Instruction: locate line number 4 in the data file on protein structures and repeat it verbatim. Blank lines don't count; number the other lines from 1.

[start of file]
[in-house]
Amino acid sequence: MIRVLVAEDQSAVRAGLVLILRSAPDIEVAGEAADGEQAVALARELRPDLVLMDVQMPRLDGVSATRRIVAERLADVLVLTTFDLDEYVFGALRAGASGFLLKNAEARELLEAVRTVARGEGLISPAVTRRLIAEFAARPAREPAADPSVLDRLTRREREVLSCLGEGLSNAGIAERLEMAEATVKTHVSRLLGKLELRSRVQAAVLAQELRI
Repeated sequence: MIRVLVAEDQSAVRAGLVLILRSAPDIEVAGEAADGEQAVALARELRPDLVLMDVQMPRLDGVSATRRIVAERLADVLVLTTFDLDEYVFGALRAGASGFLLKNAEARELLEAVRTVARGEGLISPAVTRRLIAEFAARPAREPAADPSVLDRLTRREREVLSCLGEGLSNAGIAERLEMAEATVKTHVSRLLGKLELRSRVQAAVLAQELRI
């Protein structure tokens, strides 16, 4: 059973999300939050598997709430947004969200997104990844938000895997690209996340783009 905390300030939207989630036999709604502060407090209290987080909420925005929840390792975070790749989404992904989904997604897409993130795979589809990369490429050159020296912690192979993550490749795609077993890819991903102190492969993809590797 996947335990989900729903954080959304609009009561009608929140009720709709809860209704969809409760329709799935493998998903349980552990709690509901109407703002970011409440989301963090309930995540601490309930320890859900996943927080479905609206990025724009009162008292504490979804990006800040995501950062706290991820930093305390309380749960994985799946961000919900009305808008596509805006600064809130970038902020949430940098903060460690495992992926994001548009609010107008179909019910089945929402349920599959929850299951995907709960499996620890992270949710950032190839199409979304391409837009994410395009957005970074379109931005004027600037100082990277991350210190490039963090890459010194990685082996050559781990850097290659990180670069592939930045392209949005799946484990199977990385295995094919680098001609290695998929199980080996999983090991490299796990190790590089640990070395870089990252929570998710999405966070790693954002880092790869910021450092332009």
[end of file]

């Protein structure tokens, strides 16, 4: 059973999300939050598997709430947004969200997104990844938000895997690209996340783009 905390300030939207989630036999709604502060407090209290987080909420925005929840390792975070790749989404992904989904997604897409993130795979589809990369490429050159020296912690192979993550490749795609077993890819991903102190492969993809590797 996947335990989900729903954080959304609009009561009608929140009720709709809860209704969809409760329709799935493998998903349980552990709690509901109407703002970011409440989301963090309930995540601490309930320890859900996943927080479905609206990025724009009162008292504490979804990006800040995501950062706290991820930093305390309380749960994985799946961000919900009305808008596509805006600064809130970038902020949430940098903060460690495992992926994001548009609010107008179909019910089945929402349920599959929850299951995907709960499996620890992270949710950032190839199409979304391409837009994410395009957005970074379109931005004027600037100082990277991350210190490039963090890459010194990685082996050559781990850097290659990180670069592939930045392209949005799946484990199977990385295995094919680098001609290695998929199980080996999983090991490299796990190790590089640990070395870089990252929570998710999405966070790693954002880092790869910021450092332009």